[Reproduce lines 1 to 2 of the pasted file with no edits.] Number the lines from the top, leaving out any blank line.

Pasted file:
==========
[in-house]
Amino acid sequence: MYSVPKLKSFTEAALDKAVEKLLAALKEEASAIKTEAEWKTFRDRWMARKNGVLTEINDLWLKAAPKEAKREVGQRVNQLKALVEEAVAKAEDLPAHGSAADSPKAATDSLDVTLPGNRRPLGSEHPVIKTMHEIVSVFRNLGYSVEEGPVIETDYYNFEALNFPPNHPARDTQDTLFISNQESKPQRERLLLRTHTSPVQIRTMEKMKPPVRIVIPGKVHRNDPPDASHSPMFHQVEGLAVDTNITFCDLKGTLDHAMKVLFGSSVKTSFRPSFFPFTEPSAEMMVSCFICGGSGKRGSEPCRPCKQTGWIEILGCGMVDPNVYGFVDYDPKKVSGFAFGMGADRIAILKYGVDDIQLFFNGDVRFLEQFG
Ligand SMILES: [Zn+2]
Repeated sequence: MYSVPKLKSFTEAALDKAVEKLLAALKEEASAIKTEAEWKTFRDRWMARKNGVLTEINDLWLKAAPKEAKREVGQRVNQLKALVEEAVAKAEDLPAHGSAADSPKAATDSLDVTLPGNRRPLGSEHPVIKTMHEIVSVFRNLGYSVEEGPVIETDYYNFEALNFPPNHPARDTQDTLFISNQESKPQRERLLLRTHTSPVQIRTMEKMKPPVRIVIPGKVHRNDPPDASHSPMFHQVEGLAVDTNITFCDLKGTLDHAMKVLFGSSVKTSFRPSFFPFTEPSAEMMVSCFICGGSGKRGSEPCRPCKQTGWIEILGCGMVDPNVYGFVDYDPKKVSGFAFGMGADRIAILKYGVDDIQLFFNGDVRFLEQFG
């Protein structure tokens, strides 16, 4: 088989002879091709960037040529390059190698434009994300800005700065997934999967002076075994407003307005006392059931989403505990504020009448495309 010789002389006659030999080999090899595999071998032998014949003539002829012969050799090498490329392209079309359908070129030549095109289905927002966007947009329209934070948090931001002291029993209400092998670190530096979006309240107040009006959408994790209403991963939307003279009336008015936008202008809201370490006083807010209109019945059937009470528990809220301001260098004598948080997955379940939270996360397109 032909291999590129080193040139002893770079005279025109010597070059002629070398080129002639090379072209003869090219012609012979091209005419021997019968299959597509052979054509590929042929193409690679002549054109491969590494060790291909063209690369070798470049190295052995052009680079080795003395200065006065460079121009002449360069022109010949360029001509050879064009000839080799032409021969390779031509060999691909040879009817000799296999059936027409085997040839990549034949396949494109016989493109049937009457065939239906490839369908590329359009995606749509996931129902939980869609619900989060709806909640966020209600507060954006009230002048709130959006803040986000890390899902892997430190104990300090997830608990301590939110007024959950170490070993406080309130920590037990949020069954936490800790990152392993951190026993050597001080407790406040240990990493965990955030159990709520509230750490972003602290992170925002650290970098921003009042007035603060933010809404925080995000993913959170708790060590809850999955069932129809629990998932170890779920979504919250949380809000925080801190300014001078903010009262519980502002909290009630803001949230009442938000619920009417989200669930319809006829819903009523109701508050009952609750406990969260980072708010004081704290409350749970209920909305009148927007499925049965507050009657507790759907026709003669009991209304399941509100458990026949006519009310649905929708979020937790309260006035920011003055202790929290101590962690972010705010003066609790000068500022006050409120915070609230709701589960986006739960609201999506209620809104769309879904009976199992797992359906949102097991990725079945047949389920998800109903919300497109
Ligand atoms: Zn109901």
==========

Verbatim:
[in-house]
Amino acid sequence: MYSVPKLKSFTEAALDKAVEKLLAALKEEASAIKTEAEWKTFRDRWMARKNGVLTEINDLWLKAAPKEAKREVGQRVNQLKALVEEAVAKAEDLPAHGSAADSPKAATDSLDVTLPGNRRPLGSEHPVIKTMHEIVSVFRNLGYSVEEGPVIETDYYNFEALNFPPNHPARDTQDTLFISNQESKPQRERLLLRTHTSPVQIRTMEKMKPPVRIVIPGKVHRNDPPDASHSPMFHQVEGLAVDTNITFCDLKGTLDHAMKVLFGSSVKTSFRPSFFPFTEPSAEMMVSCFICGGSGKRGSEPCRPCKQTGWIEILGCGMVDPNVYGFVDYDPKKVSGFAFGMGADRIAILKYGVDDIQLFFNGDVRFLEQFG